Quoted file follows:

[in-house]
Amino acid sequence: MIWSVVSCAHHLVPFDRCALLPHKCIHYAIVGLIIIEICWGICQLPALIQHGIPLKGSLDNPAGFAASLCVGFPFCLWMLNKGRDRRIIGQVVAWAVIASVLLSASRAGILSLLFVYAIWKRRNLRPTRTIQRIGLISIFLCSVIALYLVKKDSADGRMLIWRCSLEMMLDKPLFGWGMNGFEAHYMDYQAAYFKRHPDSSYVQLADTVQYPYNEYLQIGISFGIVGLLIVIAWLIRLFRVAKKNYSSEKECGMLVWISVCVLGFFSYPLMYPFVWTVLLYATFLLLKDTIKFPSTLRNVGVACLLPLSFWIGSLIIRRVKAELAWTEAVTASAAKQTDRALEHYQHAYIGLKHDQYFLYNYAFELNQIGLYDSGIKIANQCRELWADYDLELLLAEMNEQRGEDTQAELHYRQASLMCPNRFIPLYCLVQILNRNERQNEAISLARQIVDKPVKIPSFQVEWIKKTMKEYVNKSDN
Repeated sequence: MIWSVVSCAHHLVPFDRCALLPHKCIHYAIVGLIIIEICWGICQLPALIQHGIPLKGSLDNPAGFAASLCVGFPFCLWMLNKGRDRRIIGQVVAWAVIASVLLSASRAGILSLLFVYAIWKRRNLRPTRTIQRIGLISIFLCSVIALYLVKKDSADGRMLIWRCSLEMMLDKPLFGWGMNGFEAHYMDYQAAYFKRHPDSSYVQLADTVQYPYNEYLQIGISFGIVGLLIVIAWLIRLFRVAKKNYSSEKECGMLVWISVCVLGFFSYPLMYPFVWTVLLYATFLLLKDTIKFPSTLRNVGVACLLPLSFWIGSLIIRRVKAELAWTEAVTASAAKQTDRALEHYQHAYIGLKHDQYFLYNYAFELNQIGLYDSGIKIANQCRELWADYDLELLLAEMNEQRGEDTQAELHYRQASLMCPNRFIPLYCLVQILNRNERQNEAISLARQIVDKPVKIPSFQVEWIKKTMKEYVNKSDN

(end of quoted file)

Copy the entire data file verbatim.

[in-house]
Amino acid sequence: MIWSVVSCAHHLVPFDRCALLPHKCIHYAIVGLIIIEICWGICQLPALIQHGIPLKGSLDNPAGFAASLCVGFPFCLWMLNKGRDRRIIGQVVAWAVIASVLLSASRAGILSLLFVYAIWKRRNLRPTRTIQRIGLISIFLCSVIALYLVKKDSADGRMLIWRCSLEMMLDKPLFGWGMNGFEAHYMDYQAAYFKRHPDSSYVQLADTVQYPYNEYLQIGISFGIVGLLIVIAWLIRLFRVAKKNYSSEKECGMLVWISVCVLGFFSYPLMYPFVWTVLLYATFLLLKDTIKFPSTLRNVGVACLLPLSFWIGSLIIRRVKAELAWTEAVTASAAKQTDRALEHYQHAYIGLKHDQYFLYNYAFELNQIGLYDSGIKIANQCRELWADYDLELLLAEMNEQRGEDTQAELHYRQASLMCPNRFIPLYCLVQILNRNERQNEAISLARQIVDKPVKIPSFQVEWIKKTMKEYVNKSDN
Repeated sequence: MIWSVVSCAHHLVPFDRCALLPHKCIHYAIVGLIIIEICWGICQLPALIQHGIPLKGSLDNPAGFAASLCVGFPFCLWMLNKGRDRRIIGQVVAWAVIASVLLSASRAGILSLLFVYAIWKRRNLRPTRTIQRIGLISIFLCSVIALYLVKKDSADGRMLIWRCSLEMMLDKPLFGWGMNGFEAHYMDYQAAYFKRHPDSSYVQLADTVQYPYNEYLQIGISFGIVGLLIVIAWLIRLFRVAKKNYSSEKECGMLVWISVCVLGFFSYPLMYPFVWTVLLYATFLLLKDTIKFPSTLRNVGVACLLPLSFWIGSLIIRRVKAELAWTEAVTASAAKQTDRALEHYQHAYIGLKHDQYFLYNYAFELNQIGLYDSGIKIANQCRELWADYDLELLLAEMNEQRGEDTQAELHYRQASLMCPNRFIPLYCLVQILNRNERQNEAISLARQIVDKPVKIPSFQVEWIKKTMKEYVNKSDN